Good friction, bad friction, and customer experience

Richard Parker
Richard Parker
June 16 . 3min read

We’ve been thinking a lot about friction in recent weeks. 

We have a number of clients in the retail space. And for retailers as a category, ‘customer experience’ has been a key battleground for a while, as they battle with the incursion of e-commerce, m-commerce and s-commerce, rising rents and falling consumer confidence. 

Unusually, C-19 isn’t driving a massive wave of innovation in retail - instead it’s just giving the whole industry a gentle nudge in the direction it was already going, with businesses accelerating plans rather than inventing new ones. Bunnings for example has – since the start of C-19 – famously accelerated implementation of its click-and-collect, local delivery and drive-and-collect services, as well as launching an app to help customers navigate stores to find products more easily, and an online service that allows customers to pre-order paint tints to avoid queueing at the paint counter.

What’s all of this got to do with friction?

Well, way before C-19 hit, lots of brands turned to human centred design (HCD) in the pursuit of the ultimate experience. HCD teaches us to remove friction from the customer experience. It teaches us to get out of the consumers way. To reduce then number of clicks a transaction requires. To minimise the time it takes. To reduce consumers' cognitive load and let their system one thinking have its instinctive way. This removal of friction seems logical, and loads of brands were banging its drum before C-19. Interestingly though, we’ve seen a bunch of examples of brands who had up to now resisted HCD beginning to embrace it as C-19 hit.

Dan Murphy’s, for example, launched its 'direct to boot’ service as an innovative way to tackle social distancing - with booze being carried directly to people’s boots without them needing to lift a finger. Punters seemed to like it so much that they’re making it permanent. Ikea – which resisted e-commerce completely until recently, and even then charged astronomical fees for both click and collect and home delivery to deter consumers from using the service  – waived its click and collect fees and introduced a contactless pick up area in the car park. 

Good friction is when you go to Ikea to buy a set of Billy shelves and come out with not only your shelf kit, but new towels, an iPhone charger, a desk lamp, some storage boxes, a cactus and some coat hangers

Why is this important? Well, whilst this has made it easier for consumers to keep shopping, it’s also removed some 'good friction' from the experience. Good friction is when you go into Bunnings for a packet of screws and come out with a patio heater as well. When you go to Ikea to buy a set of Billy shelves and come out with not only your shelf kit, but new towels, an iPhone charger, a desk lamp, some storage boxes, a cactus and some coat hangers. When you go into Dan Murphy's to pick up a bottle of wine and come out with a case of beer and and a bottle of bourbon too. Good friction is good for businesses because average basket value is pushed up. And weirdly, it’s also good for consumers – who not only don’t resent Ikea and Bunnings for this, but seem to actively enjoy the experience. For example, the difficulty of finding the product you want in Bunnings - as well as meaning you walk all over the store and get distracted by hundreds of products you didn’t come in for - means that when you do find your product you feel rewarded for the effort you've put in.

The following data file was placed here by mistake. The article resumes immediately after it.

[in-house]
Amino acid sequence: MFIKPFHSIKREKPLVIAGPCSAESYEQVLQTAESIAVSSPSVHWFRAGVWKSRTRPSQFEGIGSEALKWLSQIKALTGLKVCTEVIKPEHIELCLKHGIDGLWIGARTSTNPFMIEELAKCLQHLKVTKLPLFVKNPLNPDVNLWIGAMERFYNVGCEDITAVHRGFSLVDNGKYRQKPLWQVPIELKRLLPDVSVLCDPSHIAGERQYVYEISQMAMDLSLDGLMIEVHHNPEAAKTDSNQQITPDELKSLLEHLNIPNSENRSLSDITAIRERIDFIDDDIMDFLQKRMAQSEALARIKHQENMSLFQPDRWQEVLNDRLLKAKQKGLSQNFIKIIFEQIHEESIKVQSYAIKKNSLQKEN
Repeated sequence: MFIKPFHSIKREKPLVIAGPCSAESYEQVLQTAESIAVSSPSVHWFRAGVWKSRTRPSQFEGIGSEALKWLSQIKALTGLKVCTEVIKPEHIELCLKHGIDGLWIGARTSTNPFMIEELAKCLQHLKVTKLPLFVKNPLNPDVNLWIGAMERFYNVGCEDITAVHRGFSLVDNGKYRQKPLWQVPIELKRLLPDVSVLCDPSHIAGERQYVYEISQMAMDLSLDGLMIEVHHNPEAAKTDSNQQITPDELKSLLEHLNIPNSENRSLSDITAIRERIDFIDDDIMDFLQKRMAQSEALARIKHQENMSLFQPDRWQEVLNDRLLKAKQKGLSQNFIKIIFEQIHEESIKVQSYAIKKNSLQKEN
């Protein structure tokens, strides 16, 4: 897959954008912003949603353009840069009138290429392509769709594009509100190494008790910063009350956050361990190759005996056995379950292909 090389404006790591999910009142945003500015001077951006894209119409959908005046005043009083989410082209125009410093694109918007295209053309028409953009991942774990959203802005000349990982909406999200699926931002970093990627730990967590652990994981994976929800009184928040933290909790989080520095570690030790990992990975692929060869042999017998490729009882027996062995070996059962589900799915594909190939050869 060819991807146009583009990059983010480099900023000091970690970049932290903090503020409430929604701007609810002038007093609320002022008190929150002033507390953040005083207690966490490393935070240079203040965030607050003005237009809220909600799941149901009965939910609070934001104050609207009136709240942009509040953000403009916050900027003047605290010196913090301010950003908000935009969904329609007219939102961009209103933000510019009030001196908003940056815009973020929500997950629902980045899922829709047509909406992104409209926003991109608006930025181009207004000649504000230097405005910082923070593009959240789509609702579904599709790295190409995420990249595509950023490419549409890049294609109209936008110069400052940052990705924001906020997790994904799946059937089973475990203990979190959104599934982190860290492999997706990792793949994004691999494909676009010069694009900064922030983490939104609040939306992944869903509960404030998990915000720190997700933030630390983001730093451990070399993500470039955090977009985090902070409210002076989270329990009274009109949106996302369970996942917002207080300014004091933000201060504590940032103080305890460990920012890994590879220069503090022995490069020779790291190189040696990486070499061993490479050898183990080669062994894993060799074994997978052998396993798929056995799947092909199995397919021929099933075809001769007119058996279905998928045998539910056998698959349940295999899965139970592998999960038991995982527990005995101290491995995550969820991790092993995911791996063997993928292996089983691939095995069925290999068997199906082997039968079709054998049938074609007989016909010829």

So we think it’s important that retailers don’t throw out the good friction with the bad. 

How do we differentiate the good stuff from the bad stuff? Well, good friction is that which should be built into the experience. It is usually about enhancing the experience in a way that gets people to spend more time with the product, service and ultimately brand. It helps to build stickier relationships. Think The Athlete’s Foot’s ‘MyFit’, for example. Bad friction on the other hand, is that which should be removed from the experience. It’s usually something that is annoying for the consumer and doesn’t really help the brand. Think delivery and logistics (having ordered a piece of furniture in store, I don’t want to wait 2 months for it to be delivered, and then on the day its due to arrive be given an 8 hour delivery slot so I have to wait in all day). Think about simple replacement purchases that could be subscription-based. Think commodity purchases that don’t signal your status, taste or personality – these should be super-easy to order. Eliminating bad friction is all about getting things to people faster and more conveniently.

So, if you’re thinking about customer experience, a really simple watchword is to balance the good friction and the bad friction. Recognise and maximise the good. Identify and eliminate the bad. Couldn’t be simpler.

Richard Parker

Richard Parker
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